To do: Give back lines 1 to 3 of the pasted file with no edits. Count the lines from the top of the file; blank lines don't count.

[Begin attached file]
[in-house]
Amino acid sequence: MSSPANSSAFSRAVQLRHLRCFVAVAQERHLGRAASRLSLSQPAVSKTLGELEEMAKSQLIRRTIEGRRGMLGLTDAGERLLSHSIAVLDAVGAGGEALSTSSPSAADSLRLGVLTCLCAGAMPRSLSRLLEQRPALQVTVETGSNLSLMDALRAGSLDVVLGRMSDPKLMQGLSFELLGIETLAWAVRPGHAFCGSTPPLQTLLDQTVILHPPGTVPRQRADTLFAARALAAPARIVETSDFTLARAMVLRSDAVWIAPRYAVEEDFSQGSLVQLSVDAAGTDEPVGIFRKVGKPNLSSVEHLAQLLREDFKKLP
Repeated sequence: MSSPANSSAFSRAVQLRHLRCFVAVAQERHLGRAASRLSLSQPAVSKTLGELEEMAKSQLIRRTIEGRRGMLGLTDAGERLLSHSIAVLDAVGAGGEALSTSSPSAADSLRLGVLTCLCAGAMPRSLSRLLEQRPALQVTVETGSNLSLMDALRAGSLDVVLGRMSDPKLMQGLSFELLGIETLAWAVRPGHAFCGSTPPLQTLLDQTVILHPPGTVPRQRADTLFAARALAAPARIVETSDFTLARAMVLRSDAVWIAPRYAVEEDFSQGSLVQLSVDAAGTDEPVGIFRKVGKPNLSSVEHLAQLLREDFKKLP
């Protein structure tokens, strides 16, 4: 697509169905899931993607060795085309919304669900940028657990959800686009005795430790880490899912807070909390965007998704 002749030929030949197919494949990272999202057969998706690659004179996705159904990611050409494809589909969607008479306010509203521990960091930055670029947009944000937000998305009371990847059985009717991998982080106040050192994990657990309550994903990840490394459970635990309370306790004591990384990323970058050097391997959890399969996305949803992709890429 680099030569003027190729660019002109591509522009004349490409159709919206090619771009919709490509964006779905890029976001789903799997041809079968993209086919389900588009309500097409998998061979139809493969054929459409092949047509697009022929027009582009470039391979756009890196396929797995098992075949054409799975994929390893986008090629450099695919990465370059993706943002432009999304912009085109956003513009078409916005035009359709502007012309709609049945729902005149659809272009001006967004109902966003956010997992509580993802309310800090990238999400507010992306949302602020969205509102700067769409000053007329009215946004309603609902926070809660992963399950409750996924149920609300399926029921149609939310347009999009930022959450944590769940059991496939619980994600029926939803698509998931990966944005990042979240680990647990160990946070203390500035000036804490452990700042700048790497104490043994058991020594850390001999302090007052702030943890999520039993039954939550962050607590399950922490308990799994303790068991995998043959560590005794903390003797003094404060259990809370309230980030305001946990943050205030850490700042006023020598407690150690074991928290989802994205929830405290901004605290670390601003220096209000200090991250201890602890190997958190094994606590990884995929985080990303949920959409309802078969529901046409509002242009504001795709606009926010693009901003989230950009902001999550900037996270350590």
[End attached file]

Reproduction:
[in-house]
Amino acid sequence: MSSPANSSAFSRAVQLRHLRCFVAVAQERHLGRAASRLSLSQPAVSKTLGELEEMAKSQLIRRTIEGRRGMLGLTDAGERLLSHSIAVLDAVGAGGEALSTSSPSAADSLRLGVLTCLCAGAMPRSLSRLLEQRPALQVTVETGSNLSLMDALRAGSLDVVLGRMSDPKLMQGLSFELLGIETLAWAVRPGHAFCGSTPPLQTLLDQTVILHPPGTVPRQRADTLFAARALAAPARIVETSDFTLARAMVLRSDAVWIAPRYAVEEDFSQGSLVQLSVDAAGTDEPVGIFRKVGKPNLSSVEHLAQLLREDFKKLP
Repeated sequence: MSSPANSSAFSRAVQLRHLRCFVAVAQERHLGRAASRLSLSQPAVSKTLGELEEMAKSQLIRRTIEGRRGMLGLTDAGERLLSHSIAVLDAVGAGGEALSTSSPSAADSLRLGVLTCLCAGAMPRSLSRLLEQRPALQVTVETGSNLSLMDALRAGSLDVVLGRMSDPKLMQGLSFELLGIETLAWAVRPGHAFCGSTPPLQTLLDQTVILHPPGTVPRQRADTLFAARALAAPARIVETSDFTLARAMVLRSDAVWIAPRYAVEEDFSQGSLVQLSVDAAGTDEPVGIFRKVGKPNLSSVEHLAQLLREDFKKLP